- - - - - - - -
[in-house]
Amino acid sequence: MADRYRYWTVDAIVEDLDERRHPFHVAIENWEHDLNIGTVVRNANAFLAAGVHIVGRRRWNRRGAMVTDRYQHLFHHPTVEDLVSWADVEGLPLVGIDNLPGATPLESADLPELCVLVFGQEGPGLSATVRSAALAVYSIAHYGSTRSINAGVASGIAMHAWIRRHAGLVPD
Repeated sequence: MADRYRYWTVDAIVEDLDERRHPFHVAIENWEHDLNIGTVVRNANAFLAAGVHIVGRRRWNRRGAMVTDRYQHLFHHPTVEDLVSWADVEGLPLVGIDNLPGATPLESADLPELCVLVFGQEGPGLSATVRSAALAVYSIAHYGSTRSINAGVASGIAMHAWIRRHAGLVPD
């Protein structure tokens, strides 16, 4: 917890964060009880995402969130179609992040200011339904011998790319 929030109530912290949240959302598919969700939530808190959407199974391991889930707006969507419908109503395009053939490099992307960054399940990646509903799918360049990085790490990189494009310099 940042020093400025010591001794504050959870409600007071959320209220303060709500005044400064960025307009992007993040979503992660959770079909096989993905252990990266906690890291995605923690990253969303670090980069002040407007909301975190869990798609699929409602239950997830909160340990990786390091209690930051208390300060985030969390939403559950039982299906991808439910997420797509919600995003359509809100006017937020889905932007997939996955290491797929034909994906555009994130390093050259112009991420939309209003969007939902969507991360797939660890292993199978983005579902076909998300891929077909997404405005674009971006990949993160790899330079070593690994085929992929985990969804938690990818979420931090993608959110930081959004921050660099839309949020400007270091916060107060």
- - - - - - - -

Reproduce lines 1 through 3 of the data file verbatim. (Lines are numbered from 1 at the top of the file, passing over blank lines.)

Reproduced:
[in-house]
Amino acid sequence: MADRYRYWTVDAIVEDLDERRHPFHVAIENWEHDLNIGTVVRNANAFLAAGVHIVGRRRWNRRGAMVTDRYQHLFHHPTVEDLVSWADVEGLPLVGIDNLPGATPLESADLPELCVLVFGQEGPGLSATVRSAALAVYSIAHYGSTRSINAGVASGIAMHAWIRRHAGLVPD
Repeated sequence: MADRYRYWTVDAIVEDLDERRHPFHVAIENWEHDLNIGTVVRNANAFLAAGVHIVGRRRWNRRGAMVTDRYQHLFHHPTVEDLVSWADVEGLPLVGIDNLPGATPLESADLPELCVLVFGQEGPGLSATVRSAALAVYSIAHYGSTRSINAGVASGIAMHAWIRRHAGLVPD